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PhilipKT

Violin Frog: please help

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In the pile of stuff I found this frog. It looks very nice and worth saving.I would like to ask the folks to chime in with yea or nay. 

This is what I noticed in addition to the silver mounting, which is also found in poor frogs:

The button is pinned.

the two-piece heel plate is pinned in two places on the rear, (but the piece behind the slide doesn’t appear to be pinned at all.)

The wood seems to be good quality.

the underslide is neither pinned nor has screws. It seems to be merely glued in place.

The slide is simple MOP. I’m not sure that indicates any kind of quality but does it indicate age? 

overall, I make no presumptions on origin or value but it looks to me like it is older and at least better quality.

finally, can I get some useful advice about details to look for when looking at a frog to determine quality?

thanks. (And thanks in advance for not offering snarky comments that are no help, cough cough)

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Does look French to me. Not a recognizeable big-name, valuable bowmaker to my eyes, but something like a ca. 1870-80 Bazin or Husson, maybe made for a "Lupot model" without pearl eyes. The simple butt-joint at the heel/back plate instead of a mitred joint suggests a maker like that. It looks in decent condition and could be of use to someone with a suitable stick. I actually could use one like that at the moment, but being in Paris there a litterally dozens of these sitting in drawers and boxes in most bowmakers' shops. 

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There are also later frogs by Pfretzschner etc. looking very similar, especially the rather wide pins, at the same side of the adjuster, and the straight front edge of the ferrule could suggest a Markneukirchen origin.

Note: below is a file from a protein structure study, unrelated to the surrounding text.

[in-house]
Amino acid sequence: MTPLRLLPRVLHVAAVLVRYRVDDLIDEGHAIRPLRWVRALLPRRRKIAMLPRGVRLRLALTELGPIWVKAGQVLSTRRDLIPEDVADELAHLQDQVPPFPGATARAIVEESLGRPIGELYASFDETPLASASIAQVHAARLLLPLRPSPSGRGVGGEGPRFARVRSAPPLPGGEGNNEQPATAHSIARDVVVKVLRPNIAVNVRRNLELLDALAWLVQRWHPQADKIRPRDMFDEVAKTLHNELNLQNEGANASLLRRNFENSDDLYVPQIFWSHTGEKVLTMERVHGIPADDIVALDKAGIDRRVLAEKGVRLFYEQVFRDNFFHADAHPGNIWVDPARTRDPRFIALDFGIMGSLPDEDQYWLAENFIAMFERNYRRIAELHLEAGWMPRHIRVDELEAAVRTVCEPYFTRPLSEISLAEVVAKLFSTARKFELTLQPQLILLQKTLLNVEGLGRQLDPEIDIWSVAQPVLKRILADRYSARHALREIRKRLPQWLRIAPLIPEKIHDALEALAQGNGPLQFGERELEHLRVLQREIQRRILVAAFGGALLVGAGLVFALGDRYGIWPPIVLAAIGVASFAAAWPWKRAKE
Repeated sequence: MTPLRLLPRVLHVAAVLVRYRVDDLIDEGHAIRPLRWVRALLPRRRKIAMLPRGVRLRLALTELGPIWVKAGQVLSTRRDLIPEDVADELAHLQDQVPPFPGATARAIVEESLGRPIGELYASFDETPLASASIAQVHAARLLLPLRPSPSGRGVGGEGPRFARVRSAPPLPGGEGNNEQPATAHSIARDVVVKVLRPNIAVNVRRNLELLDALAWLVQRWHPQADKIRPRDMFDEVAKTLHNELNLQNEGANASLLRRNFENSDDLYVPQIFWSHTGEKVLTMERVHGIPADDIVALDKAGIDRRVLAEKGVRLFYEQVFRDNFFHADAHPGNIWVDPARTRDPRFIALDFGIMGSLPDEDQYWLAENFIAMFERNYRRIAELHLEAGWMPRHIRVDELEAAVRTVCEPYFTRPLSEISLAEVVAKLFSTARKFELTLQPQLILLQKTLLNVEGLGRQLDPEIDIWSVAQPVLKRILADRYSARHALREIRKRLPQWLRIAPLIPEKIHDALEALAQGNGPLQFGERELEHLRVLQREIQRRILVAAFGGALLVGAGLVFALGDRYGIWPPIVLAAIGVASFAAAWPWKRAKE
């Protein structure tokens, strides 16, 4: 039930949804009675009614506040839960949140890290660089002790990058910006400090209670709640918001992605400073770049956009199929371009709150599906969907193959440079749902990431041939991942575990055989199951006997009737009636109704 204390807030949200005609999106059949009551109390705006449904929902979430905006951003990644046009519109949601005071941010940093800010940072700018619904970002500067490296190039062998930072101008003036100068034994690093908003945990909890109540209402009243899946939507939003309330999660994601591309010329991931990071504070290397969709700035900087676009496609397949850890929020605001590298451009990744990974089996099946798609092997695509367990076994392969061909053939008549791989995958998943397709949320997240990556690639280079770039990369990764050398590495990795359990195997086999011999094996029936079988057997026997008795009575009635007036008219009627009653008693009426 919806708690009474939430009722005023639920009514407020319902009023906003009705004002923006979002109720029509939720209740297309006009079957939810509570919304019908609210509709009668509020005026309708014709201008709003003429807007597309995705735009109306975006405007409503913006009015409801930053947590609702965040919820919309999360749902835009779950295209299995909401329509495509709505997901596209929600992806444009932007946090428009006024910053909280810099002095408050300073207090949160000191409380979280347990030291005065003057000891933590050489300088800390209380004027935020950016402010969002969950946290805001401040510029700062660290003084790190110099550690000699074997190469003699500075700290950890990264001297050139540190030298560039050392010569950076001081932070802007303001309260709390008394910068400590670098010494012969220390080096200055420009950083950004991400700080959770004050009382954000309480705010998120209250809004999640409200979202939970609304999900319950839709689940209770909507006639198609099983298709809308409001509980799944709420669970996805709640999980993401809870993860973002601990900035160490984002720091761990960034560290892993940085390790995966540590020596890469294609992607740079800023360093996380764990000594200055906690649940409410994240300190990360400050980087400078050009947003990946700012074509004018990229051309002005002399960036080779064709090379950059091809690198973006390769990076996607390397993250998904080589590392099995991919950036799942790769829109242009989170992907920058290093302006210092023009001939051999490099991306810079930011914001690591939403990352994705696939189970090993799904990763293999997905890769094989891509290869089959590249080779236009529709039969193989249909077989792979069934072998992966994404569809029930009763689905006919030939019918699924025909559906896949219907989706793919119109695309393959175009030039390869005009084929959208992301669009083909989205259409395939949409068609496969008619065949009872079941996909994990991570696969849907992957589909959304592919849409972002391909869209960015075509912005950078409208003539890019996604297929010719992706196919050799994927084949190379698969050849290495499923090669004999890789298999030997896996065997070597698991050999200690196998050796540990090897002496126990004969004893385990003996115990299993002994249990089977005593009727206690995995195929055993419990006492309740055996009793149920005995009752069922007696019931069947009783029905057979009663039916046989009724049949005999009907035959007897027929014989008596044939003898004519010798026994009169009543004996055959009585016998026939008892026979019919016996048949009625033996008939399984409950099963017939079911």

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The MOP looks like European oyster, which means it is after the end of the freshwater mussel (practically extinct in Europe except for a very few rivers in Norway) and the start of international MOP trade. So something after 1850 and before 1880.

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Lots in Canada too.  Don't know which species are in trouble...but I do know there's one invasive species we'd like to get rid of.  Maybe the bowmaking industry can help us out? ^_^

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9 hours ago, Felefar said:

The MOP looks like European oyster, which means it is after the end of the freshwater mussel (practically extinct in Europe except for a very few rivers in Norway) and the start of international MOP trade. So something after 1850 and before 1880.

I would be very wary of identifying a frog from the shell material. It’s often not original.

Besides, we see a lot of mid 20th century Hill bows with this sort of pearl.

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